October 14, 2010
Lightning buying into coachBoucher is 'demanding and intense' but Tampa players are 'impressed'
By CHRIS STEVENSON, QMI Agency
MONTREAL -- The Tampa Bay Lightning are flying around the ice, two-on-ones breaking down toward opposite ends simultaneously.
Rookie coach Guy Boucher, a clenched fist of a man on the ice, doesn't like what he sees.
"Start again, start again, start again," he yells.
A few minutes later, he's altered the drill.
"Chip the puck, chip it. Skate!" he screams.
Shortly after that, the players have broken into groups. There are five coaches on the ice. The defence is working on taking pucks off the glass and setting up one-timers. A group of five players huddles around a whiteboard with a coach. Others practice faceoffs and a goalie works on his lateral movement.
And this was the Lightning's morning skate Wednesday before having to face the Canadiens at night.
Boucher and his players looked like they accomplished more than some teams do in two days of practice.
"He's demanding and intense," said Lightning for-w a rd Steven Stamkos of Boucher. "He has a plan, he sticks to it and we know what's expected of us. He's got the respect of every single player. There's a little fear there, too."
Lightning captain Vincent Lecavalier has embraced Boucher's theories and structure after the gong show that was Tampa hockey the past few years.
"Last year is last year. I don't want to talk about that," Lecavalier said when somebody asked him to compare how things have changed. "Everything is very structured and it's a great way to bring the team together. Everybody has been impressed with the first three or four weeks. I think it's been great.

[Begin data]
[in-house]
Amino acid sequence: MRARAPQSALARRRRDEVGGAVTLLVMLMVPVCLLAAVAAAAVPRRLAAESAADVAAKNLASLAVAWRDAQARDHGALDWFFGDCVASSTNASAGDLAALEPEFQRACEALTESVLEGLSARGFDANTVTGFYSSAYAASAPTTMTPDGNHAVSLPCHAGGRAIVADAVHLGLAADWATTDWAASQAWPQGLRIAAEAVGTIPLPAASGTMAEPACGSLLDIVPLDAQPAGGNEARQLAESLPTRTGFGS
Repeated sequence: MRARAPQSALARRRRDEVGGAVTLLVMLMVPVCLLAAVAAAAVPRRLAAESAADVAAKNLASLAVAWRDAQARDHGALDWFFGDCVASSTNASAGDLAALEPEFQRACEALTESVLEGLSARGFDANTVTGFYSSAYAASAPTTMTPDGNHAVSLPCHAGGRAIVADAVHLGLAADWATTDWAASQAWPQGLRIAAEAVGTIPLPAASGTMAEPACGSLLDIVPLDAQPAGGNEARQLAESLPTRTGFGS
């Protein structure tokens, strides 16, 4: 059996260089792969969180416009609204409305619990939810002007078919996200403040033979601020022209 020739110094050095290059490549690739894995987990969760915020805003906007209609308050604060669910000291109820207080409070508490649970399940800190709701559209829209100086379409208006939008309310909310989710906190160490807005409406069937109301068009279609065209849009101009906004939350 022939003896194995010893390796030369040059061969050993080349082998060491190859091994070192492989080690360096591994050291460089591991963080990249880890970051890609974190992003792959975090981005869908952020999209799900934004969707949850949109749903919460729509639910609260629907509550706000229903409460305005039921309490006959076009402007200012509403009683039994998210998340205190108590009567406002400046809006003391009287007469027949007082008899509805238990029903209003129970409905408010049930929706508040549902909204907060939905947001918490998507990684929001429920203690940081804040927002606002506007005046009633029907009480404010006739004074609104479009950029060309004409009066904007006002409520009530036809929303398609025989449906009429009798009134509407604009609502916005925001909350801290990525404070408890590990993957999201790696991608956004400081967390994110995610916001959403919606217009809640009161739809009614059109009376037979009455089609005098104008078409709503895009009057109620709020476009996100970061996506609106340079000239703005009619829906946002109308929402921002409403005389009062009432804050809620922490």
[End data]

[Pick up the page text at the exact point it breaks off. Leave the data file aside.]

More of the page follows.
"You'd expect a first-year coach to come in a be a little tentative, like a player in his first game in the NHL, but you see how confident he is. Everybody is impressed with the way he talks to the players."
Everybody talks about tempo. Boucher has the Lightning living it.
Lecavalier said Boucher has Tampa playing a system no other team in the league is using.
What makes it so different?
"How aggressive it is," Lecavalier said. "We're suffocating the opposition. We want to be first on the puck, no matter what."
With one guy? Two? "Many guys," he said.
The captain also likes the way Boucher has handled the power play.
"He brings so much to it. We've never practised it so much. We used to practise it once every two weeks. Now we practise it every day and there's meetings and video."
Boucher's got a few theories. One is that 80% of all goals are scored through the involvement of the defencemen, so getting them the puck and involved in the play is important. Four of the Lightning's five goals in their season-opening win over the Atlanta Thrashers were started by defencemen.
The forwards have to be in the right spots to take advantage. Both of Stamkos' goals against Atlanta came on tip-ins in front.
"You go to those areas without even thinking about it now because we've been practising it so much," Stamkos said.
To be as aggressive as Lecavalier was talking about, Boucher doesn't want his players taking shifts longer than 35 seconds. Most coaches like their shifts around 45 seconds, but Boucher figures if a player is on the ice that long, he's either dead tired and ineffective or hasn't been going as hard as his system demands.
He doesn't think any of his forwards should be playing more than 20 minutes in a game, if possible.
It's going to be interesting to see how Boucher's approach plays out.
He's made the big first step and that's having the players buy what he's selling.